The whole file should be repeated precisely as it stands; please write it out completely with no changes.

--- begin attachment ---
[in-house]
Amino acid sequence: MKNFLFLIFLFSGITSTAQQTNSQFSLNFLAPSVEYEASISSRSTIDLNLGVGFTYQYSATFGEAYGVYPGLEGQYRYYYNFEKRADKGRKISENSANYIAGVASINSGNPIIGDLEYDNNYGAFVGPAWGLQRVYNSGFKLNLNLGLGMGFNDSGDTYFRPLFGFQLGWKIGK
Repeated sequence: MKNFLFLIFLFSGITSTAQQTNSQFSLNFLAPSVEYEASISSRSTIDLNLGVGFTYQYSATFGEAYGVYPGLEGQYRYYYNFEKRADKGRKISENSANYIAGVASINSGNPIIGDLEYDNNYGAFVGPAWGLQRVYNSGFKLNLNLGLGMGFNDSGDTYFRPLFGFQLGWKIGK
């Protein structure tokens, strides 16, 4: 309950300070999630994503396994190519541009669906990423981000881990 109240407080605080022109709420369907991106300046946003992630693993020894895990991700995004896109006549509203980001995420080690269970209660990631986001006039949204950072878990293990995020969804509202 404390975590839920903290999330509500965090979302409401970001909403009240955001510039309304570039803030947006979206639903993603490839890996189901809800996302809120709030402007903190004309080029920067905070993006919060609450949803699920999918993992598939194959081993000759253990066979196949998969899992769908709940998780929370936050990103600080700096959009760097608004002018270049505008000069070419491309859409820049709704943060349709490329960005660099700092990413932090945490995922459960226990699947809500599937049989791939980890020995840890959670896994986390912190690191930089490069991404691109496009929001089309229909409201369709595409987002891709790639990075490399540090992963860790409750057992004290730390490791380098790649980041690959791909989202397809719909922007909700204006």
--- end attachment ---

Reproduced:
[in-house]
Amino acid sequence: MKNFLFLIFLFSGITSTAQQTNSQFSLNFLAPSVEYEASISSRSTIDLNLGVGFTYQYSATFGEAYGVYPGLEGQYRYYYNFEKRADKGRKISENSANYIAGVASINSGNPIIGDLEYDNNYGAFVGPAWGLQRVYNSGFKLNLNLGLGMGFNDSGDTYFRPLFGFQLGWKIGK
Repeated sequence: MKNFLFLIFLFSGITSTAQQTNSQFSLNFLAPSVEYEASISSRSTIDLNLGVGFTYQYSATFGEAYGVYPGLEGQYRYYYNFEKRADKGRKISENSANYIAGVASINSGNPIIGDLEYDNNYGAFVGPAWGLQRVYNSGFKLNLNLGLGMGFNDSGDTYFRPLFGFQLGWKIGK
């Protein structure tokens, strides 16, 4: 309950300070999630994503396994190519541009669906990423981000881990 109240407080605080022109709420369907991106300046946003992630693993020894895990991700995004896109006549509203980001995420080690269970209660990631986001006039949204950072878990293990995020969804509202 404390975590839920903290999330509500965090979302409401970001909403009240955001510039309304570039803030947006979206639903993603490839890996189901809800996302809120709030402007903190004309080029920067905070993006919060609450949803699920999918993992598939194959081993000759253990066979196949998969899992769908709940998780929370936050990103600080700096959009760097608004002018270049505008000069070419491309859409820049709704943060349709490329960005660099700092990413932090945490995922459960226990699947809500599937049989791939980890020995840890959670896994986390912190690191930089490069991404691109496009929001089309229909409201369709595409987002891709790639990075490399540090992963860790409750057992004290730390490791380098790649980041690959791909989202397809719909922007909700204006």